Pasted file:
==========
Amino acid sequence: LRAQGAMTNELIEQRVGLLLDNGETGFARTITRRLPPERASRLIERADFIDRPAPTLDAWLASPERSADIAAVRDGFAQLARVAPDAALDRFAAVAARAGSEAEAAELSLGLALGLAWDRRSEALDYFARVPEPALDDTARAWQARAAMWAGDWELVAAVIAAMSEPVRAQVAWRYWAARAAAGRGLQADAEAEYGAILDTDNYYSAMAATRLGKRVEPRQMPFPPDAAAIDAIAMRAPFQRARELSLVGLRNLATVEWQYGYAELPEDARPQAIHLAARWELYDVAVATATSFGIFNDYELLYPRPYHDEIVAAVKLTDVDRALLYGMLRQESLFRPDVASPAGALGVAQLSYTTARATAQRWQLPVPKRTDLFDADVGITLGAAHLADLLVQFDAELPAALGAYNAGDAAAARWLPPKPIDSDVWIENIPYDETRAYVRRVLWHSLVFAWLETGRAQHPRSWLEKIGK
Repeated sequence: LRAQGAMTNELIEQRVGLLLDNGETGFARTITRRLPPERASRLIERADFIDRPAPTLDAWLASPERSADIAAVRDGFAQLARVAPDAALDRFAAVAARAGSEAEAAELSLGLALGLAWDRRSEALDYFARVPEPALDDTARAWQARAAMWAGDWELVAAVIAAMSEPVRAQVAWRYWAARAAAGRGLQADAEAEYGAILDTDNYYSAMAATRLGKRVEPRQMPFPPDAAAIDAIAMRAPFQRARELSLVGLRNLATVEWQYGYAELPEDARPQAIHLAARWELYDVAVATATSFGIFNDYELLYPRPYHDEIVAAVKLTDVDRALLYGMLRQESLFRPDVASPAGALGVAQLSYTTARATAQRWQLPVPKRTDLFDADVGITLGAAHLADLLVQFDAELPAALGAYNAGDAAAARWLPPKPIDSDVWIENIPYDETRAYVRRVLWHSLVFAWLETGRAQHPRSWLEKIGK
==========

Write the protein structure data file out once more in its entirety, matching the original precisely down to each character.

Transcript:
Amino acid sequence: LRAQGAMTNELIEQRVGLLLDNGETGFARTITRRLPPERASRLIERADFIDRPAPTLDAWLASPERSADIAAVRDGFAQLARVAPDAALDRFAAVAARAGSEAEAAELSLGLALGLAWDRRSEALDYFARVPEPALDDTARAWQARAAMWAGDWELVAAVIAAMSEPVRAQVAWRYWAARAAAGRGLQADAEAEYGAILDTDNYYSAMAATRLGKRVEPRQMPFPPDAAAIDAIAMRAPFQRARELSLVGLRNLATVEWQYGYAELPEDARPQAIHLAARWELYDVAVATATSFGIFNDYELLYPRPYHDEIVAAVKLTDVDRALLYGMLRQESLFRPDVASPAGALGVAQLSYTTARATAQRWQLPVPKRTDLFDADVGITLGAAHLADLLVQFDAELPAALGAYNAGDAAAARWLPPKPIDSDVWIENIPYDETRAYVRRVLWHSLVFAWLETGRAQHPRSWLEKIGK
Repeated sequence: LRAQGAMTNELIEQRVGLLLDNGETGFARTITRRLPPERASRLIERADFIDRPAPTLDAWLASPERSADIAAVRDGFAQLARVAPDAALDRFAAVAARAGSEAEAAELSLGLALGLAWDRRSEALDYFARVPEPALDDTARAWQARAAMWAGDWELVAAVIAAMSEPVRAQVAWRYWAARAAAGRGLQADAEAEYGAILDTDNYYSAMAATRLGKRVEPRQMPFPPDAAAIDAIAMRAPFQRARELSLVGLRNLATVEWQYGYAELPEDARPQAIHLAARWELYDVAVATATSFGIFNDYELLYPRPYHDEIVAAVKLTDVDRALLYGMLRQESLFRPDVASPAGALGVAQLSYTTARATAQRWQLPVPKRTDLFDADVGITLGAAHLADLLVQFDAELPAALGAYNAGDAAAARWLPPKPIDSDVWIENIPYDETRAYVRRVLWHSLVFAWLETGRAQHPRSWLEKIGK